As much as we enjoyed the knitted-by-your-eccentric-Grandma visual style of the Wii U’s Yoshi’s Wooly World, the arts and crafts theme of its follow-up might be even better.
It’s the little details that make you grin. From the weird cardboard seagulls with faces that look like they were drawn by a six-year-old, to the paper plate chandeliers and fizzy drink bottle spaceships, everything has a DIY feel. And if you don’t come away from the game with a newfound appreciation for the versatility of empty toilet rolls, you haven’t been paying attention.
Many levels will throw you a new challenge to keep the experience fresh. In Bombs Away on Pirate Island, for example, you fire cannonballs at origami pirate ships, Go-Go Yoshi lets the little green dinosaur pilot a much larger robotic of himself and lay waste to a papercraft village, and in Rumble Jungle you have to keep an eye on a furious cardboard rhino that’ll charge you at every opportunity.
Another highlight is the Ninjarama area, where often you’ll only be able to see Yoshi’s shadow behind sliding doors, and Shy Guy’s suddenly wield shurikens. It’s this variety that keeps the experience feeling fresh throughout.
You can’t help but feel, however, that the tactile nature of an arts and crafts landscape could have been ramped up a notch. The platforming itself is rarely memorable, and might have been if the game let you mess with the surroundings a bit more.
It’s rare that dogs in games (or indeed real life) don’t make an impression, but the Poochy sections are a bit of a disappointment too. In them, Yoshi is able to ride his canine pal across the levels (and, impressively, through red hot lava), but they feel automated and far too easy.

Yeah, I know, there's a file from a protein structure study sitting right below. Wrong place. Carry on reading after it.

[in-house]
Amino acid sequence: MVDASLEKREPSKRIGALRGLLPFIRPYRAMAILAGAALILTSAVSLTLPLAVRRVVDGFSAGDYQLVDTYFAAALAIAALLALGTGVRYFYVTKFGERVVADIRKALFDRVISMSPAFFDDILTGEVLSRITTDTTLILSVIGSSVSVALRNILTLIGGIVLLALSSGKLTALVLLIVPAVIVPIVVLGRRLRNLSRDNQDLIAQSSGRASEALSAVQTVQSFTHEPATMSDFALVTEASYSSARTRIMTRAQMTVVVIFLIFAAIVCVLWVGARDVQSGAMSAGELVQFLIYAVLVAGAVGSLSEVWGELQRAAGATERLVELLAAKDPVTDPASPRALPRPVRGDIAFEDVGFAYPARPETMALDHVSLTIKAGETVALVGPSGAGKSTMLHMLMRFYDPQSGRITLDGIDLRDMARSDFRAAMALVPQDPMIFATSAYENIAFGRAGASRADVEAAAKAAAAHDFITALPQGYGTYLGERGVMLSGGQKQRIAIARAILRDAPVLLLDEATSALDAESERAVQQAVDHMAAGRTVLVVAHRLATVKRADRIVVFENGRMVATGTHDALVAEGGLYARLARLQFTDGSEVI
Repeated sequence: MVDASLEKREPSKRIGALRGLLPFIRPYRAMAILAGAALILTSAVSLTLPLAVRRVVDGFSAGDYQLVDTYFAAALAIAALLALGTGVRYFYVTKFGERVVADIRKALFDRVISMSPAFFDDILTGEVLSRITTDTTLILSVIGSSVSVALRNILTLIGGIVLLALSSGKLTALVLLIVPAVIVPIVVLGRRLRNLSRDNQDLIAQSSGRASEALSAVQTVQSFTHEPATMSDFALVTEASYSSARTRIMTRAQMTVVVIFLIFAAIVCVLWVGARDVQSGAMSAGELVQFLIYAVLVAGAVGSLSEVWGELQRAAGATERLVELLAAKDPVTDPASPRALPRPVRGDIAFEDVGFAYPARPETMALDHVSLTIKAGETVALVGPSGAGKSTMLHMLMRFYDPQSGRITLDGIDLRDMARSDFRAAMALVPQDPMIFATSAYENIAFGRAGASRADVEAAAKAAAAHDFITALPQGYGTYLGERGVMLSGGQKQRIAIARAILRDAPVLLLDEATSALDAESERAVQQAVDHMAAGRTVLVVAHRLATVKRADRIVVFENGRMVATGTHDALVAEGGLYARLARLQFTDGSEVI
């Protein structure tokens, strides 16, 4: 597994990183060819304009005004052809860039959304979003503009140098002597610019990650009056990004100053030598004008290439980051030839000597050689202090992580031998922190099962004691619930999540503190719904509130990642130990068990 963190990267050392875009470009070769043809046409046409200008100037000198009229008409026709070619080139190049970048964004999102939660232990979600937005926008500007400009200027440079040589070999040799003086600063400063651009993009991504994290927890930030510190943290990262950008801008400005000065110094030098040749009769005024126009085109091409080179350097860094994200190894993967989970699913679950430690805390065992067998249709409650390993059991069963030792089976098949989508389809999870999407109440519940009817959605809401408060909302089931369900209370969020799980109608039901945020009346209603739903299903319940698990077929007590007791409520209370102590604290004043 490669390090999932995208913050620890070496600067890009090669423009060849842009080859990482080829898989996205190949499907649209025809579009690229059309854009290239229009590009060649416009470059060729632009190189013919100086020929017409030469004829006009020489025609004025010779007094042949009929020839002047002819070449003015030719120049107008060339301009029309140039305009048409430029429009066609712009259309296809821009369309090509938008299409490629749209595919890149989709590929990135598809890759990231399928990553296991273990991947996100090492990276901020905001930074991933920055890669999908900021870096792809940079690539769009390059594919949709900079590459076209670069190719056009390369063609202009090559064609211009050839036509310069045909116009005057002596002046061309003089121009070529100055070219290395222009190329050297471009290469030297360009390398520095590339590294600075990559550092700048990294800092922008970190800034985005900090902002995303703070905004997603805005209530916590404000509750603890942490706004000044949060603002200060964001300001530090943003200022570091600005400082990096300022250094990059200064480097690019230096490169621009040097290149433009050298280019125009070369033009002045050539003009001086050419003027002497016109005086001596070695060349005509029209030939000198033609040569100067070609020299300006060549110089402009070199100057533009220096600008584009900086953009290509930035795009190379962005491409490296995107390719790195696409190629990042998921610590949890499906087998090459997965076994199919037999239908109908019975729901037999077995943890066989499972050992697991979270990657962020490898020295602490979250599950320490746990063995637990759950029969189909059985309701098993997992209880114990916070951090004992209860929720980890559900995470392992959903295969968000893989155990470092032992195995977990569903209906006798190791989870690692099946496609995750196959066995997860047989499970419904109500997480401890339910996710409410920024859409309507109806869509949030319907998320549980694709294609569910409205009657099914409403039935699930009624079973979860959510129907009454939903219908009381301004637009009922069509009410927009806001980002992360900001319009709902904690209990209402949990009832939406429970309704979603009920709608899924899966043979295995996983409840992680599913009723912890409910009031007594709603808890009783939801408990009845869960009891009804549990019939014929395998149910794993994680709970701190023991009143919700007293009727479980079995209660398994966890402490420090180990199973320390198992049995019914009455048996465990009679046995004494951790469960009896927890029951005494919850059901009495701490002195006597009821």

Lick and collect
Yoshi’s Crafted World might looks like a traditional left-to-right 2D platformer, but courses often let you explore the foreground and background too, and you’ll need to launch your eggs backwards, forwards and sideways if you want to find everything.
The game’s dimension-shifting elements make hoovering up every hidden collectable more of a challenge, and this is where the game gets it longevity.
Every level contains a number of Smiley Flowers – of which you’ll need a certain amount in order to advance to new areas – as well as gold and red coins to grab along the way. These can be cashed in at a slot machine that will spit out adorable costumes for Yoshi to wear. Starting a level in hand painted Bullet Bill or cardboard cow getup means you can take a few extra hits, but the armour will disappear eventually.